Sister Florence Goulah

Sister Mary Theophane

Margaret Florence Goulah
1912 - 1998
Sister Florence Goulah

Born on a farm in Hastings County on April 30, 1912, Margaret Florence Goulah was the oldest of thirteen children born to the late Mr. and Mrs. John Goulah. They were a poor but happy family. Times were tough, but John and Margaret Goulah always found a way to keep their children well dressed and well fed. The family made their own butter and baked their own bread. “They never went to bed hungry,” Mrs. Goulah remarked, when interviewed, shortly before she died. Florence was baptized by Rev. J.S. Quinn in St. Carthagh’s Church, Tweed on May 5, 1912. Florence attended St. Carthagh’s School, where she came to know the Sisters of Providence. Sister Mary Philip prepared Florence for her First Communion. As a child, Florence was a member of The Children of Mary, and throughout her life she nourished a deep devotion to “Our Blessed Lady.”

On February 2, 1929, at the young age of sixteen, Florence decided to enter the congregation. Her aunt, Sister Mary Petronilla, was already a member of the community, having entered in 1913. Florence did not know her brothers and sisters well because they were very young when she left home. Four were not born until after she entered religious life. After five years, she met some of them for the first time in her parish church  Florence’s parents were glad to have a vocation in the family but, as she was very young, thought she would not stay. They watched the train many times to see if their first born would come back home. There were two other women who entered with Florence, Sister Mary Leon and Sister Mary Fergus.

After her profession of vows in 1931, Florence worked as a housekeeper in Apple Hill, Prescott, Gananoque, and Chesterville. Florence was among the first group of Sisters who made final vows at Heathfield in 1934, when it was fresh and new. Later, Sister Florence was sent to Winnipeg and then to Edmonton to help look after needy children. When she returned to Ontario in 1940, she took a course in practical nursing in Smith Falls. Florence liked nursing the sick and elderly in many of our Healthcare facilities over the years. In Athabasca, Florence was among a small group of Sisters who took over the hospital there. First, they worked very hard to clean the building. They began with two men and women. There was no night staff so Florence stayed up part of the night after working all day.

Florence worked at Providence Manor for ten years, changing beds and helping to give tub baths to the residents.

From 1978-1981 Florence lived in a group home for young women at Alfred Street. In 1981, she took a course in palliative care and spent nine years in Smith Falls ministering to the patients in two hospitals there. Over the years, Florence always made sure to visit her elderly mother as often as she could, especially after she moved into a nursing home.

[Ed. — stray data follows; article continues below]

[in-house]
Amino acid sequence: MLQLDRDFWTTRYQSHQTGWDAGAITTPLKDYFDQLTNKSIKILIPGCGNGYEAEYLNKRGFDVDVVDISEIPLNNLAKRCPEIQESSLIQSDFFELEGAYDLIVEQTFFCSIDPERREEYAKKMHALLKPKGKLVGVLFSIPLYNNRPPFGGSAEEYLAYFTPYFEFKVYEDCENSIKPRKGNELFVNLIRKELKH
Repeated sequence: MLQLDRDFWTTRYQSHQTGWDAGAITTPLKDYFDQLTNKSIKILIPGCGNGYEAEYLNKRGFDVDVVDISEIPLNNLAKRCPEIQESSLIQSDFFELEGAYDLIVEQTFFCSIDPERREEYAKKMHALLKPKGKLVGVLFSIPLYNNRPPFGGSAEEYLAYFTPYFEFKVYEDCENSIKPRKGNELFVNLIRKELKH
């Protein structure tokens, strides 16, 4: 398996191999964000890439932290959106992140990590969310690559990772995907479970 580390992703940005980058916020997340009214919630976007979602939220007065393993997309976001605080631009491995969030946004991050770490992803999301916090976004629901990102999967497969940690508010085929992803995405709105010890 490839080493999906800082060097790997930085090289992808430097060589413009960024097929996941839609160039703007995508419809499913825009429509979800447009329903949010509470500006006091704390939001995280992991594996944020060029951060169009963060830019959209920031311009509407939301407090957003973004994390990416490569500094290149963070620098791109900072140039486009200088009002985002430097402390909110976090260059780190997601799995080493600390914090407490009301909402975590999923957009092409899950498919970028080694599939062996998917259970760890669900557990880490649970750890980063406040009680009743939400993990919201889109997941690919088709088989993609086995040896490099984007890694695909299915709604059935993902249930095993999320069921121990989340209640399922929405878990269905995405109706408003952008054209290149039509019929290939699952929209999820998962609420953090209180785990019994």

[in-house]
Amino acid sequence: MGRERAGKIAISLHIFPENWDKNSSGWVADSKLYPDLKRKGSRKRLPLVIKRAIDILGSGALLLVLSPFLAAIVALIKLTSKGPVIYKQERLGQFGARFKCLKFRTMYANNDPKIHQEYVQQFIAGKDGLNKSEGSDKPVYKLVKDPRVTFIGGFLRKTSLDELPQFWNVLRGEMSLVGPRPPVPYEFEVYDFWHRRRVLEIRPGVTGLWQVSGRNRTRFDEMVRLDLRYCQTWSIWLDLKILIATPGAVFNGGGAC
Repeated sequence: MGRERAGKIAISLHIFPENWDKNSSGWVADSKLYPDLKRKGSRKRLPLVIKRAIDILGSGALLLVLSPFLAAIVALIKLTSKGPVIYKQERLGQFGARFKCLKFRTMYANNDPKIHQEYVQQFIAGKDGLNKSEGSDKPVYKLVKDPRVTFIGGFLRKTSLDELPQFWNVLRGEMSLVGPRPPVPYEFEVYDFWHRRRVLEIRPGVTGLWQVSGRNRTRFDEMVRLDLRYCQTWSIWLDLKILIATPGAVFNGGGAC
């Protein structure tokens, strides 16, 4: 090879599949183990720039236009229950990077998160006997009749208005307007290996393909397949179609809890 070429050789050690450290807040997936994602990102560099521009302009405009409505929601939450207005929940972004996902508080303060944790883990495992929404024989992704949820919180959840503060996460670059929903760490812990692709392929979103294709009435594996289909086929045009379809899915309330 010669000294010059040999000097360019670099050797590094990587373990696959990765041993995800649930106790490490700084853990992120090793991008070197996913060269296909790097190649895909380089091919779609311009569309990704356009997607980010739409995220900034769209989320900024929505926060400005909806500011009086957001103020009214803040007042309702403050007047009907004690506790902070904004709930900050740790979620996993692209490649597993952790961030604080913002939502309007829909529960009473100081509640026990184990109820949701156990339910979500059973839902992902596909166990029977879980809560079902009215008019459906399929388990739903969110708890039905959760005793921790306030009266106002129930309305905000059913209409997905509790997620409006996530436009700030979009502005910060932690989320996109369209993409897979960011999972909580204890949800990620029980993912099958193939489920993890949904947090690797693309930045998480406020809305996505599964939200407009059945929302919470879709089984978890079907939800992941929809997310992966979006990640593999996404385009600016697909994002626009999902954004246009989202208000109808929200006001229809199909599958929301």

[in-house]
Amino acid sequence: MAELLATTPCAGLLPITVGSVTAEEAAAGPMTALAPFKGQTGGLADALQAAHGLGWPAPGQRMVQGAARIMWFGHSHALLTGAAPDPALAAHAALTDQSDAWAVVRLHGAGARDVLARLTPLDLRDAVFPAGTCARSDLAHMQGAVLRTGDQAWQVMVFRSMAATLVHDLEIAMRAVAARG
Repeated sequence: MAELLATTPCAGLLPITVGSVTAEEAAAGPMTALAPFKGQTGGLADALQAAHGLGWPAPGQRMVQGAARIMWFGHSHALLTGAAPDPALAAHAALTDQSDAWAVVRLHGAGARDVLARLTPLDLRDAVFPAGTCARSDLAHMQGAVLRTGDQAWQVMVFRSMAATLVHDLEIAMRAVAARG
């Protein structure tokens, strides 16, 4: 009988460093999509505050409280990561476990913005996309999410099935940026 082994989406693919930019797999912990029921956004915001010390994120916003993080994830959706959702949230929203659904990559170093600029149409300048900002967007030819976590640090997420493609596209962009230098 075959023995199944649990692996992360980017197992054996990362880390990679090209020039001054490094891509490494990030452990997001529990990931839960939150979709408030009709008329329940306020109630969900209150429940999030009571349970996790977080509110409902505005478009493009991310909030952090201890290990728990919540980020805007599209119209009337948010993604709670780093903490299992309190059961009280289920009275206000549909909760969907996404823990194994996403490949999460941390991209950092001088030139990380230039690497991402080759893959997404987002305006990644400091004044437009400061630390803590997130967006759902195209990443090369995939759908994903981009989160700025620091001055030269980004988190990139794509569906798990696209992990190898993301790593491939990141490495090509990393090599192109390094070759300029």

When she retired to the Motherhouse, Sister Florence became the chapel sacristan. She visited the sick Sisters in the infirmary and would often be seen in her spare time knitting scarves for the St. Vincent de Paul Society.

Sister Florence put up a long courageous fight against the cancer which finally took her

life at Providence Motherhouse, Kingston, Ontario on September 2, 1998 in the 69th year of her religious life. Her cousin, Marian Goulah, and three Sisters of Providence, were with Sister when she died. One of them remarked on the aura of peace which settled in the room when Sister died.

Most Rev. Archbishop F.J. Spence, assisted by Rev. J. Rozon, Rev. C. Gazeley and Rev. D. Pope, presided at the Mass of Christian Burial in the Chapel of Mary, Mother of Compassion, Providence Motherhouse on September 5, 1998. The homily was preached by Rev. David Pope from Morrisburg. Father Pope knew Sister Florence some years ago in Smith Falls.  He anointed her in the hospital and remarked on her life as one which reflected God’s love to others. She was, he said, ‘a living prayer’. At Sister’s wake the evening before, many of her Sisters in religion and her sister Valerie, shared memories of Sister Florence’s gentleness, generosity, compassion and prayerfulness. She was never heard to say an unkind work about anyone. Attending Sister’s funeral were her sisters, Valerie, Betty, and Theresa. Her niece, Debbie Pender along with Debbie’s husband and children were also in attendance, and served as reader of the Word, or as Pall Bearers. Her other surviving brothers and sisters were unable to be present because they lived at a distance and were not in good health. Florence was pre-deceased by her parents, by her brother, Joseph, and sister, Vivian.  She is survived by her brothers, Donald, Ted and Leo and by her sisters, Marie, Rita, Vieve, Betty, Valerie, Theresa and Audrey. Sister will remain in the hearts and memories of all who were privileged to know her for a very long time.

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